yellow journalism affected the United States by completing assessment question worksheet with 90% accuracy.
Standard: SSHS-S1-C7-PO2.d
Evidence of Mastery (Measurable Behaviors): Students will identify key information regarding the effects of the
media, yellow journalism and its influence on the public on question worksheets.
Sub-objectives/Aligned Information:
Yellow Journalism:
Primary Document #1- Who destroyed the Maine? New York Journal, February 17, 1898.
Primary Document #2- Information Wanted in J udge, June 11, 1898.
Primary Document #3- Humanity of American Commanders, Unknown Newspaper, August
1898.
Spanish-American War
Monroe Doctrine
Battle of San Juan Hill



Key vocabulary:
Yellow Journalism, Implication, Imperialism, Territory,
Influence, Civilians


Materials/Technology Resources to be Used:
Overhead projector, computer, Background
information on Primary Documents 1, 2, 3, Primary
Documents 1, 2, 3, Worksheet handouts 1, 2, 3,
Pencils/Pens, Journals, one sheet lined paper.

Opening (Anticipatory Set) 8 Minutes
Why do you think the media has such a big impact on people?
On a half sheet of paper, name a few examples of media today and why you think each has such a
big influence on the public.



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Teacher Will:
Present Primary Documents and the background
on them using a computer and overhead
projector.
Discuss Key Vocabulary.

Student Will:
Take notes in their journals on the information
presented. Write definitions of key vocabulary.

40 Minutes for instructional input and guided practice.
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Teacher Will:
Ask questions regarding the documents and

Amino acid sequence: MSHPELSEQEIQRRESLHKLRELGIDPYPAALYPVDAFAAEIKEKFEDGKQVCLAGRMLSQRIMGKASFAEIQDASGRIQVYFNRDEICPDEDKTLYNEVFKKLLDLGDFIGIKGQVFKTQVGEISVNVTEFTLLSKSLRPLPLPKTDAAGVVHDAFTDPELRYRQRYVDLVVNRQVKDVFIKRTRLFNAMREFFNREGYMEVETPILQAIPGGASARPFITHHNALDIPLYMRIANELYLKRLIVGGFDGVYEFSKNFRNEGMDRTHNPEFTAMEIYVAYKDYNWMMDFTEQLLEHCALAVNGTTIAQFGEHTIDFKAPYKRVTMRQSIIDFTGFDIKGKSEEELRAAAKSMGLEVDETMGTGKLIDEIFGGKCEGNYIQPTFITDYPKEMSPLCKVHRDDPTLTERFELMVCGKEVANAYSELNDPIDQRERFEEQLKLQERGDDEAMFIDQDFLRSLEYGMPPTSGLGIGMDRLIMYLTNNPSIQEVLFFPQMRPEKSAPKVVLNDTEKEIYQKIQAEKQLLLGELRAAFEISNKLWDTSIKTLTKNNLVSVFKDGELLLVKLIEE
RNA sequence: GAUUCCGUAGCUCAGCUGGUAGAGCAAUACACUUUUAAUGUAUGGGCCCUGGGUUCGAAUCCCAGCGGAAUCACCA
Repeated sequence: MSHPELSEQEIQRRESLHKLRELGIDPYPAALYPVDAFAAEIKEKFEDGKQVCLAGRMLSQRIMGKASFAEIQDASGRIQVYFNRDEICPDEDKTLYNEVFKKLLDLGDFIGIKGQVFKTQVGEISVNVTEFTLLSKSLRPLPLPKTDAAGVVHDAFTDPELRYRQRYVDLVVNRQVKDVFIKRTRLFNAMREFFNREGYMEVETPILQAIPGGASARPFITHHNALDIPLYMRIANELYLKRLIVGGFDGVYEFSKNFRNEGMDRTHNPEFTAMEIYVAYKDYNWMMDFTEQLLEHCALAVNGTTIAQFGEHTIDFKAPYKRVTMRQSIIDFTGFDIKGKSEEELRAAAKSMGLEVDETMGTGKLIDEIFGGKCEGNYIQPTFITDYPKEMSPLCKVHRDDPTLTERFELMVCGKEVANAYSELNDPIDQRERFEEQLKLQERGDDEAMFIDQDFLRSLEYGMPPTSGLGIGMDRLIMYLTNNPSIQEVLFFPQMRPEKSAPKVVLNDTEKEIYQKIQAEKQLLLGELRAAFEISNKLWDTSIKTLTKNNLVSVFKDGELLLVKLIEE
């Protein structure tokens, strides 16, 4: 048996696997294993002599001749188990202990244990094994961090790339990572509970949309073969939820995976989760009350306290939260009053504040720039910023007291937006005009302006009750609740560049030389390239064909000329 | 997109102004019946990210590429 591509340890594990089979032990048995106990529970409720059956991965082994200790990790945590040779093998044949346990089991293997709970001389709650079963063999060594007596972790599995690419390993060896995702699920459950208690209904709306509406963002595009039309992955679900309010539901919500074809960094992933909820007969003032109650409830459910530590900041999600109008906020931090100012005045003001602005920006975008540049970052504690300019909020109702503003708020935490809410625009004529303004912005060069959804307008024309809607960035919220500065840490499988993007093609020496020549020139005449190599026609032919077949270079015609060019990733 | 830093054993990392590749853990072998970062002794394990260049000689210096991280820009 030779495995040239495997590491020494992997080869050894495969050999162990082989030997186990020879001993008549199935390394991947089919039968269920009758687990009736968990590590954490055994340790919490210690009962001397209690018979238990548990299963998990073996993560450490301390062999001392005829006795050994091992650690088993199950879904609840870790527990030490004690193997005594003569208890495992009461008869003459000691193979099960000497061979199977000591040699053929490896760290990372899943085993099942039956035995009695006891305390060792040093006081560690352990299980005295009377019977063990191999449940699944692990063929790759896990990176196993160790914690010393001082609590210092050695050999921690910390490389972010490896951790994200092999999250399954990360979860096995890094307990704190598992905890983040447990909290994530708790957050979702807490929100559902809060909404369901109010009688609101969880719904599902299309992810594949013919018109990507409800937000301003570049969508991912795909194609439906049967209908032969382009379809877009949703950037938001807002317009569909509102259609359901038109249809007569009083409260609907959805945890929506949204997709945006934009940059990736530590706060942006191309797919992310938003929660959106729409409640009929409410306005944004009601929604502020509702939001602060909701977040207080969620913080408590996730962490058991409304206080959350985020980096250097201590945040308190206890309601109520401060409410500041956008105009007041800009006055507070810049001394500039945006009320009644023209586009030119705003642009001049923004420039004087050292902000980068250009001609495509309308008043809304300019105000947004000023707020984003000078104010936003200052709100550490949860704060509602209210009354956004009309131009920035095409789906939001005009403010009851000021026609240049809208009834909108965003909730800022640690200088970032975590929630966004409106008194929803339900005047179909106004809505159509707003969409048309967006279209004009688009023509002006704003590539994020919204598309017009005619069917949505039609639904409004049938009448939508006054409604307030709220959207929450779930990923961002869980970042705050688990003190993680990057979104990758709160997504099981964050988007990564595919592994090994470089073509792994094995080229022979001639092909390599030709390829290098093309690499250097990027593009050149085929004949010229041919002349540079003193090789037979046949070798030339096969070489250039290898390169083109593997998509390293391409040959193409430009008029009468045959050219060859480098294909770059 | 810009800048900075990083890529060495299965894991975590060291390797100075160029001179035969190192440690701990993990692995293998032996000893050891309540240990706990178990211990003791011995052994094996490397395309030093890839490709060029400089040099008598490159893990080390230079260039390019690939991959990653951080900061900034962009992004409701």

information presented pertinent to Yellow Journalism
as well as discuss key vocabulary.

Student Will:
Answer teacher directed questions regarding
the presented documents and information as
well as key vocabulary by random draw of
students names.

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Teacher Will:
Teacher will hand out worksheets with
assessment questions for the information
presented in class on media in the United States
during the late 19
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century, as well as key
vocabulary.
Student Will:
Students will complete assessment question
worksheets handed out at the end of class regarding
information on media in the United States during
the late 19
th
century and return them, completed the
next day.
2 minutes to hand out homework and explain expectations
Closure: 5 minutes
Ticket out the door- Students will, using correct grammar and punctuation, write the definition of Yellow
Journalism and cite and example on a half sheet of paper.

Accommodations:
Teacher will teach content vocabulary
Teacher will follow all I.E.P.s for students with special needs.
Teacher will create note pages for all students with special needs and separate worksheets if necessary.